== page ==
Access to information by NHRIs - what does it mean?
Access to information is essential to the work of National Human Rights Institutions (NHRIs). Indeed, information has been called the very ‘lifeblood’ of oversight institutions. Strong powers enable NHRIs to launch, for example, own-motion investigations or public inquiries into systematic abuse in detention, to effectively investigate allegations of torture in accordance with the Istanbul Protocol, and to conduct visits to places of detention, particularly in cases where they have a mandate as National Preventive Mechanism under the OPCAT. But what does this power really mean and why is it so important for NHRIs?
To begin with it is useful to distinguish between “active” and “passive” information gathering. “Active” is the ability of NHRIs to request or demand access to information that they see as necessary for the fulfilment of their mandates. This includes, for example, requesting interviews, accessing documents and records, or visiting particular sites or buildings as part of an inquiry or an investigation into an allegation of torture or other human rights violation. The “passive” mode refers to the disclosure of information to the NHRI by the authorities (about the construction of a new police station, for example) and to information that NHRIs receive directly in the form of complaints or other correspondence.
Both of these modes of information gathering are important, although the “passive” mode can turn into a case of be careful what you wish for, as this kind of information can overwhelm those institutions that don’t have the resources or procedures in place to deal properly with it. Indeed, some governments have used proactive disclosures as a strategy to obscure sensitive information: overwhelming the NHRI with data that it knows it does not have the capacity to review.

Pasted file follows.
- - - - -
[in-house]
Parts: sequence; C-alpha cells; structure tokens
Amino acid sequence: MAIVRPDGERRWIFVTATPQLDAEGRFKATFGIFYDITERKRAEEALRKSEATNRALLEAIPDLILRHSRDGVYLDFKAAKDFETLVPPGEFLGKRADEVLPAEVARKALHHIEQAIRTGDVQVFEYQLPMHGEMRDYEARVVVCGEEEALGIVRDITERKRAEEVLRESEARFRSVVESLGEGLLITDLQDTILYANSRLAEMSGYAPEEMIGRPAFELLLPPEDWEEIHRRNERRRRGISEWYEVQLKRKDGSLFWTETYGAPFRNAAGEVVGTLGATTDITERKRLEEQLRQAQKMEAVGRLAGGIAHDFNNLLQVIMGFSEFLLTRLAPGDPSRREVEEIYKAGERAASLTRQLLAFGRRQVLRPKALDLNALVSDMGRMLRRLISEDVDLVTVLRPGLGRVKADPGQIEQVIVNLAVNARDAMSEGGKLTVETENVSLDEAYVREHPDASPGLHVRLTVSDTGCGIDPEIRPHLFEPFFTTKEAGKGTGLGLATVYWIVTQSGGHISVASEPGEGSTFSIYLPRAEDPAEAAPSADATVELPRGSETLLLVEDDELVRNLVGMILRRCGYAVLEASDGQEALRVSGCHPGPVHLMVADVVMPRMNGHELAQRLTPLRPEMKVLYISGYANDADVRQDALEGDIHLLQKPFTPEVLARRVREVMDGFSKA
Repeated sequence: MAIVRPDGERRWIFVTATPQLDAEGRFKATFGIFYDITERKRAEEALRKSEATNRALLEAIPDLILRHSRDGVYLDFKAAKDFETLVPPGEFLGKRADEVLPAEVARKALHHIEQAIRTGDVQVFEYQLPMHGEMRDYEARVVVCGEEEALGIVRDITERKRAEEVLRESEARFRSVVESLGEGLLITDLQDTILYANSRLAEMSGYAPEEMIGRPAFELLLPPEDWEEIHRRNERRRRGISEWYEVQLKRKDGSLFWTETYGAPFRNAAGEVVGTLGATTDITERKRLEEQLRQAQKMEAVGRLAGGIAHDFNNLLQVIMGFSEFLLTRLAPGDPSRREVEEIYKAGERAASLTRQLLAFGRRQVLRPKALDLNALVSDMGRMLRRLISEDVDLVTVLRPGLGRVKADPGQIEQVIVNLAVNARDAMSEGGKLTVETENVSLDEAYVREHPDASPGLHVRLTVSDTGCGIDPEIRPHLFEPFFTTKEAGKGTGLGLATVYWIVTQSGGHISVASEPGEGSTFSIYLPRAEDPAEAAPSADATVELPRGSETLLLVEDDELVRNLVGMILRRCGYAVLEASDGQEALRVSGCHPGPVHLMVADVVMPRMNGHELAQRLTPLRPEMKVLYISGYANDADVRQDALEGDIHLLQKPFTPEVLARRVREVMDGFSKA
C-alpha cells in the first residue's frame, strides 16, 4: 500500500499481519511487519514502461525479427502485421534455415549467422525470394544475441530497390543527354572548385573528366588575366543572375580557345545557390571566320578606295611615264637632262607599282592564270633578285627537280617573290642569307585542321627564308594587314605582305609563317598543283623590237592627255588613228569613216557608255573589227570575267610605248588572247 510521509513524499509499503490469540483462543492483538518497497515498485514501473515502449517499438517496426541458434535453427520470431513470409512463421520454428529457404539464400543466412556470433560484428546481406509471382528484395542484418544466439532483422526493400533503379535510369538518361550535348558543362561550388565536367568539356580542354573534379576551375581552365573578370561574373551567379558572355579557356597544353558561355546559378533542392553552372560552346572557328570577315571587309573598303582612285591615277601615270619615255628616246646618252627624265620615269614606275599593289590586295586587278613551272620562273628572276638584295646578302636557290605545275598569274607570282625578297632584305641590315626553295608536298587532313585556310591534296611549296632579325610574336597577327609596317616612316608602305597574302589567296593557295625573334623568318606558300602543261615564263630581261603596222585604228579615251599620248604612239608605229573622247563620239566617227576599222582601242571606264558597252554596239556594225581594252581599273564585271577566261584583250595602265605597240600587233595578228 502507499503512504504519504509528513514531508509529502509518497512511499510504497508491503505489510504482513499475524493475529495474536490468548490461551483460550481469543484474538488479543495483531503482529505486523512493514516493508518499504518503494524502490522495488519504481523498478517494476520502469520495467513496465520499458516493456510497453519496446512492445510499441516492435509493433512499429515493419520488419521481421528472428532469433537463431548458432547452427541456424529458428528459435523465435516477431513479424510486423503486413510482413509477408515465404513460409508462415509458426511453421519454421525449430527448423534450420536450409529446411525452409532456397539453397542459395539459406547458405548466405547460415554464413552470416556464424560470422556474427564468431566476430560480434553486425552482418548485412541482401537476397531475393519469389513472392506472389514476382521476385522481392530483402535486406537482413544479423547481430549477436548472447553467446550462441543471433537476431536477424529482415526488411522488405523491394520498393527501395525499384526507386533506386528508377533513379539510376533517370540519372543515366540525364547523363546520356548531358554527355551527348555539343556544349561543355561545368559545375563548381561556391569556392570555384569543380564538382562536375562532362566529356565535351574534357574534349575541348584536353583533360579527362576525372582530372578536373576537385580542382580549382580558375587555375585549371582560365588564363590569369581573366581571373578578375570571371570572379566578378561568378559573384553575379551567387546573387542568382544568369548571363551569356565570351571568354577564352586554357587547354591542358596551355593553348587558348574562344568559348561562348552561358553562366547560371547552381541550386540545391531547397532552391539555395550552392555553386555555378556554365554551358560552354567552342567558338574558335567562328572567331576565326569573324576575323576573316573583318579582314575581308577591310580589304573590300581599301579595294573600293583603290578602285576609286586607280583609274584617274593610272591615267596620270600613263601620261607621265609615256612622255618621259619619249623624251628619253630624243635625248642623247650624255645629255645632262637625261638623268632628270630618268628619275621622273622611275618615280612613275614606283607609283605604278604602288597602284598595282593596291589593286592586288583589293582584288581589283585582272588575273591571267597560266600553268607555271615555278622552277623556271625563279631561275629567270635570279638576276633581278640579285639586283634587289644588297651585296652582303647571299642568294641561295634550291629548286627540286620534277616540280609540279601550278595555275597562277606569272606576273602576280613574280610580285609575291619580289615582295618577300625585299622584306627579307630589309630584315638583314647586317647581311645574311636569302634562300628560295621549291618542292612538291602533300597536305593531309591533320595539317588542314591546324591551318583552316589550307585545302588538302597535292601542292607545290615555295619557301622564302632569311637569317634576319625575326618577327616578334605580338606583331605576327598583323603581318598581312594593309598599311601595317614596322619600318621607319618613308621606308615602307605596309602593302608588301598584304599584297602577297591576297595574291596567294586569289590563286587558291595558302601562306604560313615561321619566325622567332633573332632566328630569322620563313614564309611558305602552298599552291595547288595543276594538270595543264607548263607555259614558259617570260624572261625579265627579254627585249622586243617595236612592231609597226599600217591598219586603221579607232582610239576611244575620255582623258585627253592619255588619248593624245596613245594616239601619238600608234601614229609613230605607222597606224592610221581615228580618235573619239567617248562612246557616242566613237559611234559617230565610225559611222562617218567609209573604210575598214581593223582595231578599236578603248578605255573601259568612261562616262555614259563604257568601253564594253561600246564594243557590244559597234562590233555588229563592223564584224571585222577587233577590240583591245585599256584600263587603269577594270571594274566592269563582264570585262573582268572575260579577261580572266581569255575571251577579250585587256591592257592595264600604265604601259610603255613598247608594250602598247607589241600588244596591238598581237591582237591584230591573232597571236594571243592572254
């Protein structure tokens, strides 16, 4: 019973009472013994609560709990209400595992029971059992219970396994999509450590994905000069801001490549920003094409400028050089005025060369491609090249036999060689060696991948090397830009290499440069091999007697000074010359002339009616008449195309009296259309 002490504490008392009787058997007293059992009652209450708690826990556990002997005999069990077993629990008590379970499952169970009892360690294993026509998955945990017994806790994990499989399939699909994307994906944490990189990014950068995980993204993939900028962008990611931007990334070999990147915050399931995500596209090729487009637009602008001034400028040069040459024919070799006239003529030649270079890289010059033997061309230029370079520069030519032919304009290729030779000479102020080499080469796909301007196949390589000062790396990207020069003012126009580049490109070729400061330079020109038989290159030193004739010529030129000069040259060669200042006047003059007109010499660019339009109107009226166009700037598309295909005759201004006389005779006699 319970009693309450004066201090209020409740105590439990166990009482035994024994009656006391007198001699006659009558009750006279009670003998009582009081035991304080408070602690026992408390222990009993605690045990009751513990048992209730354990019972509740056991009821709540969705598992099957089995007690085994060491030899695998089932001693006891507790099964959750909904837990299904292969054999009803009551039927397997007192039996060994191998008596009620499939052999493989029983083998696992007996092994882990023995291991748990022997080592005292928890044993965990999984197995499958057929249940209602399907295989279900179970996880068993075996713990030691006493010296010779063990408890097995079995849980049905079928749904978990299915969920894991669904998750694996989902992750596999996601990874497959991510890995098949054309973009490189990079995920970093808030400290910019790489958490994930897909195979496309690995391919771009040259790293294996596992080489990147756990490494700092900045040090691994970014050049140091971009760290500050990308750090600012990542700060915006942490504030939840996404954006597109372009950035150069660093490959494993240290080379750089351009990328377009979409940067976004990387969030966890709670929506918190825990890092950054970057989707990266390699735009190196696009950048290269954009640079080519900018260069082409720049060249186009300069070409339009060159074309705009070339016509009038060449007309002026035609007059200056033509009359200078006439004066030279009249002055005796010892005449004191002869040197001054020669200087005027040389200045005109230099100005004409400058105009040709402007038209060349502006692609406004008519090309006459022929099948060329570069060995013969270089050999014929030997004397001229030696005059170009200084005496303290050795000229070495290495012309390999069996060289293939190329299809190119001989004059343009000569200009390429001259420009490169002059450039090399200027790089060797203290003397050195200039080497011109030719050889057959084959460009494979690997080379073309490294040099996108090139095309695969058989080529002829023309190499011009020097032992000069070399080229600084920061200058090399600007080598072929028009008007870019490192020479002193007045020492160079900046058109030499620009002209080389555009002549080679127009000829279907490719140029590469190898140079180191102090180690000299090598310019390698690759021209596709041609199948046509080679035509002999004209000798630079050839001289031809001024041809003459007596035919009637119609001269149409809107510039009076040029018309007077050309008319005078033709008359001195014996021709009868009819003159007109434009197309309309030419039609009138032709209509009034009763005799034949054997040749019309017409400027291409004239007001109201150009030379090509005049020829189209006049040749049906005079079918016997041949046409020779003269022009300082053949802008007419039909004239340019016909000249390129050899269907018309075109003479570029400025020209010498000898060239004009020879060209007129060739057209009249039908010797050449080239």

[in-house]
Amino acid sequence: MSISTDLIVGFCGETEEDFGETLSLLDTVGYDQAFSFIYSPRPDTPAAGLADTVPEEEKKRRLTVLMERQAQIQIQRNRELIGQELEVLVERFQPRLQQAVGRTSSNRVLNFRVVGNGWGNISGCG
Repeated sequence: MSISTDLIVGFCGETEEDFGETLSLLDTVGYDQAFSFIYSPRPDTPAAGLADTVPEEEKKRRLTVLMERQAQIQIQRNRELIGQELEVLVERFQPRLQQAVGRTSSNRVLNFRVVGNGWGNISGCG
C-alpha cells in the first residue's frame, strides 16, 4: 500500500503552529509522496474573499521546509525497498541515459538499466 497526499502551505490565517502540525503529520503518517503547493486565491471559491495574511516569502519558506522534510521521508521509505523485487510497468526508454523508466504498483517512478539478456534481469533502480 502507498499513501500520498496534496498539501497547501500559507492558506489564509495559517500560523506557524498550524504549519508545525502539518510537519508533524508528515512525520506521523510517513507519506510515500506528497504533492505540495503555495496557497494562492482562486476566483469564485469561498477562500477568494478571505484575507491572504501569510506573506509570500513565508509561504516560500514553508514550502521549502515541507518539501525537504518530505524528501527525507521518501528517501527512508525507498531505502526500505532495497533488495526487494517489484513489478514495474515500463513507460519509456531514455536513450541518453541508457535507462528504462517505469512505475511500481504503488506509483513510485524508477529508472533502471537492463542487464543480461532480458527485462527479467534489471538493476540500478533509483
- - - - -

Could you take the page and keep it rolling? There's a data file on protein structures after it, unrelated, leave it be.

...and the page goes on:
Documents, people and places
In terms of powers, the Paris Principles provide a bare minimum, stating that NHRIs shall have the power to “hear any person and obtain any information and any documents necessary for assessing situations falling within its competence.” While this is a decent basis, good NHRI laws go much further in a number of areas, giving NHRIs power to access information falling into three broad categories: access to documents and records, access to people, and access to places.
Strong oversight laws will usually state that NHRIs should have the power to access whatever information they deem necessary for the fulfilment of their mandates. The key bit here is that it is the NHRI itself that should decide on what is necessary. This includes access to all documents and records, including those that may be classified and otherwise confidential; and the power to speak to anyone, both private citizens and government officials, at every level, backed up with the ability, if necessary, to subpoena people and documents, and to require testimony under oath or affirmation. Regarding access to places, this means any building or other place that falls within their mandate. With regards to torture, this means, for example, the power to visit all places of detention (or suspected places of detention), including without notice.
Three additional caveats are important here.
First, while the existence in law of strong access to information powers is essential to effective oversight, NHRIs may find they are most effective when, subpoena powers, to take one example, are used only sparingly. In the end, effective information gathering will most often rely on a good working relationship with the authorities. Stalling tactics can block requests for years and, without some degree of cooperation, an NHRI may never even know what information to ask for.
Do no harm
A second point is that NHRIs with strong access to information powers also have an obligation to protect that information. This is particularly the case in relation to private information, classified information (that isn’t in the public interest to disclose), or information that could result in reprisals. The do no harm principle provides an important guide to NHRIs in deciding what to keep confidential and what to make public.
Finally, it is important to note that access to information powers are only as effective as an NHRI’s ability to analyse and understand the information they gather. Good laws thus give NHRIs the additional power to hire or work with external experts where they see it as necessary. This can be crucial when dealing with complex or technical information or cases, such as investigating allegations of torture, where in house expertise (for example, in medicine or forensics) may not be available.
Without access to information, NHRIs are blindfolded, providing an appearance of oversight while remaining in the dark about the real human rights situation in their jurisdiction. Access to information is the power to see what is occurring, and the power to understand the things they see.